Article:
Lecture on Finding the Internal Energy of a Diatomic Ideal Gas (20 minutes)

  • This lecture should immediately follow a review of energy eigenstates and eigenvalues FIXME (add a link to lecture)
  • Move on to discuss the eigenstates of a Diatomic Ideal Gas, and where they come from.
  • Show a calculation of the internal energy. This is a lengthy calculation, so be sure to stop along the way and ask students if they are able to follow. This is an excellent time to stop for a SWBQ FIXME (add a link to SWBQ main page), to see if students are able to get the next step of the equation.

Lecture notes from Dr. Roundy's 2014 course website:

Let's consider a diatomic ideal gas, such as nitrogen. In this case, the energy levels of a single molecule are given by the sum of the translational kinetic energy, rotational kinetic energy and vibrational energy—both kinetic and potential: $$E_{n_xn_yn_zn_vlm}^{(1)} = \frac{\hbar^2 \pi^2 \left(n_x^2 + n_y^2 + n_z^2\right)}{2mL^2} + \frac{\hbar^2 l(l+1)}{2I} + \left(n + \frac12\right)\hbar \omega_0$$ That's an awful lot of quantum numbers, and that's just one molecule, and we're neglecting any possible electronic excited states, anharmonicity or coupling of rotation with vibration!

How does this change when we've got $N$ molecules all confined in the same box? We've already talked about how energies relate when we combine systems: $$E_\text{tot} = \sum_i^N E_i^{(1)}$$ where I've left out all the quantum numbers, since there are so very many.

If we want to know the internal energy, we'll need to sum over every possible state, with the probability of that particular state. To do this, we'll need to know the partition function, so let's start with that. $$Z = \sum^\text{all states} e^{-\beta E_\text{this state}}$$ $$= \sum_{n_{x_1}n_{y_1}n_{z_1}n_{v_1}l_1m_1, n_{x_2}n_{y_2}n_{z_2}n_{v_2}l_2m_2,\cdots} e^{-\beta \left(E_{n_{x_1}n_{y_1}n_{z_1}n_{v_1}l_1m_1}^{(1)} + E_{n_{x_2}n_{y_2}n_{z_2}n_{v_2}l_2m_2}^{(2)} + \cdots\right)}$$ … except that this isn't quite right. We can't distinguish between the different molecules… when we swap two of them in the sum, we're really talking about the same state! We can fix this double-counting by multiplying by an $N!$, which gives us: $$Z = \frac{1}{N!}\sum_{n_{x_1}n_{y_1}n_{z_1}n_{v_1}l_1m_1, n_{x_2}n_{y_2}n_{z_2}n_{v_2}l_2m_2,\cdots} e^{-\beta \left(E_{n_{x_1}n_{y_1}n_{z_1}n_{v_1}l_1m_1}^{(1)} + E_{n_{x_2}n_{y_2}n_{z_2}n_{v_2}l_2m_2}^{(2)} + \cdots\right)}$$ $$= \frac{1}{N!}\sum_{n_{x_1}n_{y_1}n_{z_1}n_{v_1}l_1m_1, n_{x_2}n_{y_2}n_{z_2}n_{v_2}l_2m_2,\cdots} e^{-\beta E_{n_{x_1}n_{y_1}n_{z_1}n_{v_1}l_1m_1}^{(1)}} e^{-\beta E_{n_{x_2}n_{y_2}n_{z_2}n_{v_2}l_2m_2}^{(2)}} \cdots$$ $$= \frac{1}{N!} \left(\sum_{n_{x_1}n_{y_1}n_{z_1}n_{v_1}l_1m_1}e^{-\beta E_{n_{x_1}n_{y_1}n_{z_1}n_{v_1}l_1m_1}^{(1)}}\right) \left(\sum_{n_{x_2}n_{y_2}n_{z_2}n_{v_2}l_2m_2}e^{-\beta E_{n_{x_2}n_{y_2}n_{z_2}n_{v_2}l_2m_2}^{(2)}}\right) \cdots$$ $$= \frac{1}{N!} \left(\sum_{n_{x}n_{y}n_{z}n_{v}lm}e^{-\beta E_{n_{x}n_{y}n_{z}n_{v}lm}^{(1)}}\right)^N$$ $$= \frac{1}{N!} \left(\sum_{n_{x}n_{y}n_{z}n_{v}lm}e^{-\beta \left( \frac{\hbar^2 \pi^2 \left(n_x^2 + n_y^2 + n_z^2\right)}{2mL^2} + \frac{\hbar^2 l(l+1)}{2I} + \left(n + \frac12\right)\hbar \omega_0 \right)}\right)^N$$ $$\frac{1}{N!} \left(\sum_{n_{x}n_{y}n_{z}n_{v}lm}e^{-\beta \frac{\hbar^2 \pi^2 \left(n_x^2 + n_y^2 + n_z^2\right)}{2mL^2}} e^{-\beta \frac{\hbar^2 l(l+1)}{2I}} e^{-\beta \left(n + \frac12\right)\hbar \omega_0}\right)^N $$ $$\frac{1}{N!} \left(\sum_{n_{x}n_{y}n_{z}}e^{-\beta \frac{\hbar^2 \pi^2 \left(n_x^2 + n_y^2 + n_z^2\right)}{2mL^2}} \sum_{n_{v}}e^{-\beta \frac{\hbar^2 l(l+1)}{2I}} \sum_{lm}e^{-\beta \left(n + \frac12\right)\hbar \omega_0}\right)^N$$ $$= \frac{1}{N!} \left(\sum_{n_{x}n_{y}n_{z}}e^{-\beta \frac{\hbar^2 \pi^2 \left(n_x^2 + n_y^2 + n_z^2\right)}{2mL^2}}\right)^N \left(\sum_{n_{v}}e^{-\beta \frac{\hbar^2 l(l+1)}{2I}}\right)^N \left(\sum_{lm}e^{-\beta \left(n + \frac12\right)\hbar \omega_0}\right)^N$$ Now, if we were computing the internal energy $U$, we'd be able to do something very similar: $$= \sum_i P_i E_i$$ $$= \frac{1}{N!}\sum_{n_{x_1}n_{y_1}n_{z_1}n_{v_1}l_1m_1, n_{x_2}n_{y_2}n_{z_2}n_{v_2}l_2m_2,\cdots} P_{…} E_\text{tot} $$ $$= \frac{1}{N!}\sum_{n_{x_1}n_{y_1}n_{z_1}n_{v_1}l_1m_1, n_{x_2}n_{y_2}n_{z_2}n_{v_2}l_2m_2,\cdots} P_{…} \left(E_{n_{x_1}n_{y_1}n_{z_1}n_{v_1}l_1m_1}^{(1)} + E_{n_{x_2}n_{y_2}n_{z_2}n_{v_2}l_2m_2}^{(2)} + \cdots\right) $$ $$= \frac{N}{N!}\sum_{n_{x_1}n_{y_1}n_{z_1}n_{v_1}l_1m_1, n_{x_2}n_{y_2}n_{z_2}n_{v_2}l_2m_2,\cdots} P_{…} E_{n_{x_1}n_{y_1}n_{z_1}n_{v_1}l_1m_1}^{(1)}$$ $$= N\sum_{n_{x}n_{y}n_{z}n_{v}lm} P_{n_{x}n_{y}n_{z}n_{v}lm} E_{n_{x}n_{y}n_{z}n_{v}lm}^{(1)}$$ $$= N\sum_{n_{x}n_{y}n_{z}n_{v}lm} P_{n_{x}n_{y}n_{z}n_{v}lm} \left( \frac{\hbar^2 \pi^2 \left(n_x^2 + n_y^2 + n_z^2\right)}{2mL^2} + \frac{\hbar^2 l(l+1)}{2I} + \left(n + \frac12\right)\hbar \omega_0 \right) $$ $$= N\left(\sum_{n_{x}n_{y}n_{z}} P_{n_{x}n_{y}n_{z}} \frac{\hbar^2 \pi^2 \left(n_x^2 + n_y^2 + n_z^2\right)}{2mL^2} + \sum_{lm} P_{lm} \frac{\hbar^2 l(l+1)}{2I} + \sum_{n_{v}} P_{n_{v}} \left(n + \frac12\right)\hbar \omega_0 \right)$$ So you can see, if we can work out the average translational kinetic energy, rotational energy and vibrational energy of a molecule in this gas, then we'll easily have the total internal energy of this system just by adding everything up and multiplying by $N$.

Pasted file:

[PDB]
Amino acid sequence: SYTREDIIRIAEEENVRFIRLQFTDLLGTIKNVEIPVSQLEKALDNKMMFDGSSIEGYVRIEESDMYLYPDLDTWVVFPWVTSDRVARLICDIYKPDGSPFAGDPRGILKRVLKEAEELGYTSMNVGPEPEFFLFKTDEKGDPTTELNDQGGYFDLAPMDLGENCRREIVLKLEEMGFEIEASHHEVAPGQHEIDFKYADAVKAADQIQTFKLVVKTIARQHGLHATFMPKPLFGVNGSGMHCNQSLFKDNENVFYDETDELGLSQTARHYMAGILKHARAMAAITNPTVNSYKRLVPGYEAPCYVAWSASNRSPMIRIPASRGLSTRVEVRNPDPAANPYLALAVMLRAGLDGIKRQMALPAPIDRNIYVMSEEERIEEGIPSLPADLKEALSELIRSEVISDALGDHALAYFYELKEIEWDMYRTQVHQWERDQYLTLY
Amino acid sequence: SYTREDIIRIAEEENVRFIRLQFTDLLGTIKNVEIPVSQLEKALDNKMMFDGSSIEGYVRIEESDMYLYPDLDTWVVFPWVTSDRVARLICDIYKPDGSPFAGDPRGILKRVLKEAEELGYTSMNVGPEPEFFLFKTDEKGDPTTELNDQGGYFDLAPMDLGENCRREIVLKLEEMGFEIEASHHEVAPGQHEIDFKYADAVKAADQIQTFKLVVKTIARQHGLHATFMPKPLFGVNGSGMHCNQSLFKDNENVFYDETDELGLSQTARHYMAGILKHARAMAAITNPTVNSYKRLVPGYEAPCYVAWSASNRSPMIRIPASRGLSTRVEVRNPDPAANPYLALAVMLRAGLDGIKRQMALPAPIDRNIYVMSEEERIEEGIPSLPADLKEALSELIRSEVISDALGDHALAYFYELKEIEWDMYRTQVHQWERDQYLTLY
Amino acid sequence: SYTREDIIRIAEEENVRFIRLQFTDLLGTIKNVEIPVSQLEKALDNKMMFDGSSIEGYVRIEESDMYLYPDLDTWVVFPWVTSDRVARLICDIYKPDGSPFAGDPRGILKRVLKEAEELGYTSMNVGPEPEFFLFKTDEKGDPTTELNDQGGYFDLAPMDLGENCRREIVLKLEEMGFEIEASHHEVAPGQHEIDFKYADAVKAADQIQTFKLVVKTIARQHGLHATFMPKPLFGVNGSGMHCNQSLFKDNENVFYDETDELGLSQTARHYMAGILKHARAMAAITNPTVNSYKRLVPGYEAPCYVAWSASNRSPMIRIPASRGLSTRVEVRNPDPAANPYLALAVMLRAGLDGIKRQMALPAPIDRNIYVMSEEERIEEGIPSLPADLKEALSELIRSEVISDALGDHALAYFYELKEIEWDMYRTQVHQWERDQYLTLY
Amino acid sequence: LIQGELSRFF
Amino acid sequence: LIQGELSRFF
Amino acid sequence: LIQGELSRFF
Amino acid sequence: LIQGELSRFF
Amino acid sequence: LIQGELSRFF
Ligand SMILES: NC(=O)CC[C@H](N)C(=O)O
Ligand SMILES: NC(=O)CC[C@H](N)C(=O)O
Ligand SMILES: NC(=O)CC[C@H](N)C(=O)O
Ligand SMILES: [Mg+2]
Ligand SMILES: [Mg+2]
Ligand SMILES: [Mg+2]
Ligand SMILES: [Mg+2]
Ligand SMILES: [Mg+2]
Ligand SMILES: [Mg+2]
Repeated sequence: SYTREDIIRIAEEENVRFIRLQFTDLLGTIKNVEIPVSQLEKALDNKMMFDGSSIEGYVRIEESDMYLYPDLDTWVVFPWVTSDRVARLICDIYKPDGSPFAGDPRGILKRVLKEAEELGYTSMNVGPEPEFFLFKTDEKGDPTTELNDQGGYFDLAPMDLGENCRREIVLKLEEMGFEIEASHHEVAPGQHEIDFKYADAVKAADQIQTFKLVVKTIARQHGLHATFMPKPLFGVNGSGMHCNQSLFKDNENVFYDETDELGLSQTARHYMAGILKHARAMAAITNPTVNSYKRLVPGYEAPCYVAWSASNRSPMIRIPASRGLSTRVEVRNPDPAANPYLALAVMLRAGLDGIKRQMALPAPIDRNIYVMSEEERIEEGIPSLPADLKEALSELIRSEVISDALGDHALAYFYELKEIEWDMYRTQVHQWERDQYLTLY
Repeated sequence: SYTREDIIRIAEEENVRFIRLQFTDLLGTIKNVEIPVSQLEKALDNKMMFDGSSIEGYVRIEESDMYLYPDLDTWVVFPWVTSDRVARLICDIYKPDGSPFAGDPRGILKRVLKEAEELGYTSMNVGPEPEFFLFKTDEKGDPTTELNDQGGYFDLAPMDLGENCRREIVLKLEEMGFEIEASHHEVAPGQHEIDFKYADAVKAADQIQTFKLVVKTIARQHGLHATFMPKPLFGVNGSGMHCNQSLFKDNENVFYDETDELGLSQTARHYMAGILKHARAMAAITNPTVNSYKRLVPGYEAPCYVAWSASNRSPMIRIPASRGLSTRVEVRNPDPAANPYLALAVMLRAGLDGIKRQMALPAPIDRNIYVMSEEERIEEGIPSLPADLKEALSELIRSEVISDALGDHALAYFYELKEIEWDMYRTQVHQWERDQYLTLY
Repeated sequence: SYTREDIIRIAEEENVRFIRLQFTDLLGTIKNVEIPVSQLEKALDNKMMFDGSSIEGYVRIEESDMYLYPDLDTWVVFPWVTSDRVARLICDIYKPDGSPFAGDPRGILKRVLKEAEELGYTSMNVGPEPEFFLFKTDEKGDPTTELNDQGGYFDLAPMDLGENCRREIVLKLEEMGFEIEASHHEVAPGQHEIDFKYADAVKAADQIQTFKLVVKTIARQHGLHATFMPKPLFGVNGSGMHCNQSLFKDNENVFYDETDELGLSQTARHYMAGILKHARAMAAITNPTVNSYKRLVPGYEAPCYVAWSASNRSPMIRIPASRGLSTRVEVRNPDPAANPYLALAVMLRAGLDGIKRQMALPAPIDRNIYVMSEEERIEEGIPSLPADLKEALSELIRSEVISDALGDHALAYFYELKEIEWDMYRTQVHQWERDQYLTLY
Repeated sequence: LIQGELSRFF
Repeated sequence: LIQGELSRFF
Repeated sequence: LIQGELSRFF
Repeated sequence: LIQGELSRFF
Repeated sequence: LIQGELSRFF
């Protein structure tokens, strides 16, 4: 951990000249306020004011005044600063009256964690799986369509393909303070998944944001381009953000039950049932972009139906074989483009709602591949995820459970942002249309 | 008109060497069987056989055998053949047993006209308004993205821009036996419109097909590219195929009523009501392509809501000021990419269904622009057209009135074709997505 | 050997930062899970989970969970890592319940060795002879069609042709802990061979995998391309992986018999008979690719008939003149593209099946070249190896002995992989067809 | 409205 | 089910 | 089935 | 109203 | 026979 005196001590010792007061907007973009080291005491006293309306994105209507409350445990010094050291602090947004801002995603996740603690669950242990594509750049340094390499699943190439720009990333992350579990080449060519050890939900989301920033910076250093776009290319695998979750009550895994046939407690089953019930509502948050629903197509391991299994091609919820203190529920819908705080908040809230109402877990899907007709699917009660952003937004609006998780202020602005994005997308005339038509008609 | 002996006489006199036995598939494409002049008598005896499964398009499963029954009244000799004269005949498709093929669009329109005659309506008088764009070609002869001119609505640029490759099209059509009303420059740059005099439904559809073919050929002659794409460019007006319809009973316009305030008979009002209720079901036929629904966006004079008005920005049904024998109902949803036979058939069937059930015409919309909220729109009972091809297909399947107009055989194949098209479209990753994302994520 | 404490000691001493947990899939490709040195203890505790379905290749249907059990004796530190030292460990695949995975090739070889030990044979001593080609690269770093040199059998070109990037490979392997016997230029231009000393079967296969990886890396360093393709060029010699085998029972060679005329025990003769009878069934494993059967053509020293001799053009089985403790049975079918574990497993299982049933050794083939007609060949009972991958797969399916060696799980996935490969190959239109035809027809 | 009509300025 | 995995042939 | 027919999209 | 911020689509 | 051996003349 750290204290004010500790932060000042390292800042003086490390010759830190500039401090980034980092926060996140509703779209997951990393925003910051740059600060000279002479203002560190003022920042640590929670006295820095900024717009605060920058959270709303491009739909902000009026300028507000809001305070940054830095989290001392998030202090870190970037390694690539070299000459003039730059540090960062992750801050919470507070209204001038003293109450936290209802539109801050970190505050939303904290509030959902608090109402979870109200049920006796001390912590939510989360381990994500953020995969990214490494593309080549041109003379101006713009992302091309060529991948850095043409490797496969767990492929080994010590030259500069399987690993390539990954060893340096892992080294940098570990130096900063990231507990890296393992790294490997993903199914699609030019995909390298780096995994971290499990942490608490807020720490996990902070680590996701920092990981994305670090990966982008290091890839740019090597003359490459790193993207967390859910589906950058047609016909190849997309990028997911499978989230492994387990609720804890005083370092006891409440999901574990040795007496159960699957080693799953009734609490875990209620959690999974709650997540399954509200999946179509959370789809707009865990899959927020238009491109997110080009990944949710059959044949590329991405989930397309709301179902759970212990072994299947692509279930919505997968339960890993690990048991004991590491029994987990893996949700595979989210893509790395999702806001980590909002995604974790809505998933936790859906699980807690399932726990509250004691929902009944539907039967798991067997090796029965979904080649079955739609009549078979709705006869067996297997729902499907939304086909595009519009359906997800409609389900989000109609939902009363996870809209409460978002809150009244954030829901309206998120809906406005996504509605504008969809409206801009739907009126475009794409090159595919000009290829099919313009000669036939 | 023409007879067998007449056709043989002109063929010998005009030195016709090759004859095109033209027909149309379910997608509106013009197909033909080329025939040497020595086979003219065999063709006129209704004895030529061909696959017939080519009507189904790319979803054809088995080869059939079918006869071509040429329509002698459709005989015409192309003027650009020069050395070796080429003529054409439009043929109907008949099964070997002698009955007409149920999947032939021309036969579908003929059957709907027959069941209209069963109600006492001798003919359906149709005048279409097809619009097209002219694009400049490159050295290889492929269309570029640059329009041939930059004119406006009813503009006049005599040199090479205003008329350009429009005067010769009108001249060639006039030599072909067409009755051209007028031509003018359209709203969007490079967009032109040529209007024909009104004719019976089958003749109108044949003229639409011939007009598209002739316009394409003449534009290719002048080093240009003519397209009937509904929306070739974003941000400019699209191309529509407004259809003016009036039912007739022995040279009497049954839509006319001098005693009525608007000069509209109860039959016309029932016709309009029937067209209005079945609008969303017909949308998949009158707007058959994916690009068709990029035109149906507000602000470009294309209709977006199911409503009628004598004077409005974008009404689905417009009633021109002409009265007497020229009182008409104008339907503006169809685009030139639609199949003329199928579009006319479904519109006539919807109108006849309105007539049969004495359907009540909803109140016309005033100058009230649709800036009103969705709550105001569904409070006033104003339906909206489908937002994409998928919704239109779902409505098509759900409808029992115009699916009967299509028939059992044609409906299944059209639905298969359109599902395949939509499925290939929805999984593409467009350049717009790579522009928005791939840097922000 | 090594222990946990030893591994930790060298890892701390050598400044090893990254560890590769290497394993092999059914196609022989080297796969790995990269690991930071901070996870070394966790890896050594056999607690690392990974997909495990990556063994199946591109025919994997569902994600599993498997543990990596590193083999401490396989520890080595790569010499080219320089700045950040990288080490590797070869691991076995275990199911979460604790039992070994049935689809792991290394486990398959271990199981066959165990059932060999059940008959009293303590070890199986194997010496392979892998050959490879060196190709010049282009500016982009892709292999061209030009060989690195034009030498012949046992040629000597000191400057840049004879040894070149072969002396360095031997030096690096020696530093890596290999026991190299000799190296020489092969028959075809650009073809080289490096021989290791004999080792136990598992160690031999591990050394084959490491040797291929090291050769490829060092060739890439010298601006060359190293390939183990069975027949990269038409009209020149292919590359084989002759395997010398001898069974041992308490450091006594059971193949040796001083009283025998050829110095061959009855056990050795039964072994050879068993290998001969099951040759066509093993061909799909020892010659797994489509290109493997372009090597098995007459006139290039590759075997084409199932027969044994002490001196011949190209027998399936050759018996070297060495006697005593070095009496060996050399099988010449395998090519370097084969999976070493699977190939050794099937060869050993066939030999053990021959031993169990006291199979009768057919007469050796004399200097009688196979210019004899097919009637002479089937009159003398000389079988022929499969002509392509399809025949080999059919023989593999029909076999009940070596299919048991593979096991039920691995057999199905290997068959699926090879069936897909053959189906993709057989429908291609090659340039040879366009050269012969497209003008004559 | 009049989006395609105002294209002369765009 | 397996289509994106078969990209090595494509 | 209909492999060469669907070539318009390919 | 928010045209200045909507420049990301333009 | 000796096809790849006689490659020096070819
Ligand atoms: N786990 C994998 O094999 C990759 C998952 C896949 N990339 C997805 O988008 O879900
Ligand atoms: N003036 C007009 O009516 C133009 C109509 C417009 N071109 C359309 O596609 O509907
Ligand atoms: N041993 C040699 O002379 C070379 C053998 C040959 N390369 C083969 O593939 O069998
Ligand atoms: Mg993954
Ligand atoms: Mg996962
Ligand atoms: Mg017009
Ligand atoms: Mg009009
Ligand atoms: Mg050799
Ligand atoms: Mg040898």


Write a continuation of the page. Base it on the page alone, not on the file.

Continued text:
Diatomic molecule from quantum up

I'm going to divide you into groups. Each group will have a separate task, so that hopefully when we're done as a class we'll have an answer for the total internal energy of a diatomic ideal gas.

These sums are pretty challenging, so I'll ask each group to consider one of two distinct limits: the low-temperature limit and the high-temperature limit. The low- and high-temperature limits have a different meaning for each term in the energy.

For the translational kinetic energy, the limits will be defined by $$\beta \frac{\hbar^2\pi^2}{2mL^2} \gg 1$$ or the reverse. For the rotational energy, it will be $$\beta \frac{\hbar^2}{2I} \gg 1$$ and for the vibrational energy, it will be $$\beta \hbar \omega_0 \gg 1$$ These energy scales have large gaps, so the translational energy may be in the high-temperature limit while the other two are in the low-temperature limit, for instance.

I'd like each group to do one term in the energy, in either the low-temperature limit or the high-temperature limit, but let's not do the low-temperature limit of the translational kinetic energy. The reason we avoid that particular limit is that we've ignored the possibility that two of our molecules may be in precisely the same state. You know the Pauli exclusion principle for electrons (and fermions in general), which means we could have a problem. For bosons (all particles that aren't fermions) there is another problem, which I also won't go into. As long as our temperature is high enough that the probability of any given state is pretty low, we won't run into these troubles (which could give us things like a Bose-Einstein condensate).